# How Long Does It Take for a Boomerang to Return?

• caters
In summary: The y direction would be the component of the force that is perpendicular to the x direction. So if we take the x component of the force, it would be 10N * sin(30°) = 5N. But since the y component is perpendicular to the x direction, it would be 10N * cos(30°) = 15N.The velocity in both the x and y directions also is split in half so each velocity initially is ##2.5\frac{m}{s}##So the x velocity is 2.5 m/s and the y velocity is .5 m/s.Now, in order to not fall and to actually come back to its original position
caters

## Homework Statement

A boomerang is thrown with an initial linear velocity of 5 m/s at an angle of 30 degrees vertically. The initial angular velocity is ##2\frac{revolutions}{s}## At its peak, it has a displacement about the z axis of 2 meters and about the x-axis of 10 meters. The force applied on the boomerang during the throw is 10N with no force in the z direction. It has a mass of 2 kg and a length of .2 m. How long does it take for the boomerang to return?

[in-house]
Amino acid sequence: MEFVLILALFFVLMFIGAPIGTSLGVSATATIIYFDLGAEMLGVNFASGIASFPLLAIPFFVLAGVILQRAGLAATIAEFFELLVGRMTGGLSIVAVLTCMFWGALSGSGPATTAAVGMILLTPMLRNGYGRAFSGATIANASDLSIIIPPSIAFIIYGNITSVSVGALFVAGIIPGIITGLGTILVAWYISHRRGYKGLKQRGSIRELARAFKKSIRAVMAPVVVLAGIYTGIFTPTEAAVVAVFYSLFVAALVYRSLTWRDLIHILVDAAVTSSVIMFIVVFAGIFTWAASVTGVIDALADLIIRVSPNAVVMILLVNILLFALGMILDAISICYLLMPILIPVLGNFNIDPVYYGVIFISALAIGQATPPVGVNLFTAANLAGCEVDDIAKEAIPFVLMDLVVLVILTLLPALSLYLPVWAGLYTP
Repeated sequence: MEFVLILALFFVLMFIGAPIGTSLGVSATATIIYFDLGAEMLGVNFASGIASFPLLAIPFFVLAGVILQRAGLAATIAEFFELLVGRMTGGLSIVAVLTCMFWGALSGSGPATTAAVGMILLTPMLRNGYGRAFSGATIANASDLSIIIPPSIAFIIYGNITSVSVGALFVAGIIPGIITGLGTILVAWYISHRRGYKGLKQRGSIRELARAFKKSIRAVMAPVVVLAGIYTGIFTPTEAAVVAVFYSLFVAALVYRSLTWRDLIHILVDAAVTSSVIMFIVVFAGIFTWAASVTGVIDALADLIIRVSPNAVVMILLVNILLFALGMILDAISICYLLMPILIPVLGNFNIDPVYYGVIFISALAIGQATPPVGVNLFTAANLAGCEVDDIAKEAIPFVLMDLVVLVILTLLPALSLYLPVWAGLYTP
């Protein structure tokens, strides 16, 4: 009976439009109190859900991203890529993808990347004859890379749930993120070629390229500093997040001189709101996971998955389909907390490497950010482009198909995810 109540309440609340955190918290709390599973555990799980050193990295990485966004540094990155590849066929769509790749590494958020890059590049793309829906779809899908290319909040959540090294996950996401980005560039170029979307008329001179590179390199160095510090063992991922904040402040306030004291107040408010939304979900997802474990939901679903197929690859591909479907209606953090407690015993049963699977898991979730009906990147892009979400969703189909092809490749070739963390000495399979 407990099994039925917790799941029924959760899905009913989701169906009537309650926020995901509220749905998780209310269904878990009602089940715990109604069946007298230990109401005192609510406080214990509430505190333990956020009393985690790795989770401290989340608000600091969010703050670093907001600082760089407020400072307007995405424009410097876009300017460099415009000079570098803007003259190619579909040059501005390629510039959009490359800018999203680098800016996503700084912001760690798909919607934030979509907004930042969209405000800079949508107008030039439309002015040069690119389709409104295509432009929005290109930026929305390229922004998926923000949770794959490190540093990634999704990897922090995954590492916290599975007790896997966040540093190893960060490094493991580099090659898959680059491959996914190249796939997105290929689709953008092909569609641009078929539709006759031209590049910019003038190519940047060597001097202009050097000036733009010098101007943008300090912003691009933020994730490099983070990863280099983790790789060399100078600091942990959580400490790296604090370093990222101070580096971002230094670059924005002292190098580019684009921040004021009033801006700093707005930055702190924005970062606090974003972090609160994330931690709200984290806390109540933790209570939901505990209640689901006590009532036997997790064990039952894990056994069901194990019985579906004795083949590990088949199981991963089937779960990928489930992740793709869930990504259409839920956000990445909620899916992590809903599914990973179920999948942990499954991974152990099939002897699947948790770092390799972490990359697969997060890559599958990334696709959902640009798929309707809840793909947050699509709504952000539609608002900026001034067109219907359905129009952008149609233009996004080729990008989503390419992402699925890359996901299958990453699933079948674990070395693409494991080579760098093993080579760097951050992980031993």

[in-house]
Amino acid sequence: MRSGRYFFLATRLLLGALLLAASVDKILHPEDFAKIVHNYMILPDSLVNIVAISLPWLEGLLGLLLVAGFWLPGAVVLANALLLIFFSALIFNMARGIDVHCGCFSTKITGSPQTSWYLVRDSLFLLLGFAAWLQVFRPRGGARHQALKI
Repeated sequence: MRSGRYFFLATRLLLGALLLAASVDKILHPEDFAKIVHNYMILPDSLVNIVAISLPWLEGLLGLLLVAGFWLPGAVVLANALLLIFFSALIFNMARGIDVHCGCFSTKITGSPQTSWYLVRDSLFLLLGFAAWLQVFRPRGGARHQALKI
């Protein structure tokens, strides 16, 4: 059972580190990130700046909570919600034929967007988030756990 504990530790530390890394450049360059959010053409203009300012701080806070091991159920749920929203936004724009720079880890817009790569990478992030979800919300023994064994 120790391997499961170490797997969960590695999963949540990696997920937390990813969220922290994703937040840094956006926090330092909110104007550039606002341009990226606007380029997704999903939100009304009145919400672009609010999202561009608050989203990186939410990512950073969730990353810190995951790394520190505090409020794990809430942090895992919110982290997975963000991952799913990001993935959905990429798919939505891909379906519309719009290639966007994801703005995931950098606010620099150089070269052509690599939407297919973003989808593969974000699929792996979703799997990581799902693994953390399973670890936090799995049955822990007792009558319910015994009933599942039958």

##F=ma##
##ω=ω_0+αt##

## The Attempt at a Solution

Okay so first off let's assume it starts at 0 on both the x and z axes. Since it goes further along the x-axis than the z axis, it must have a higher velocity in the x direction for most of its path. Next up we need to take all the forces into account. There are 2 forces imparted on the boomerang. There is the initial throwing force of 10N which becomes the torque of the boomerang. There is also the force of gravity.

The force of gravity is ##F_g=mg## according to Newton's second law. This is ##F_g=2 kg*9.8\frac{m}{s^2}## which multiplies out to give us ##F_g=19.6N##

The initial force needs to be separated into its x and y components. The x component is going to be ##F_x=10N * sin(30°) = 10N * .5 = 5N## This means that ##F_y=5N## The velocity in both the x and y directions also is split in half so each velocity initially is ##2.5\frac{m}{s}##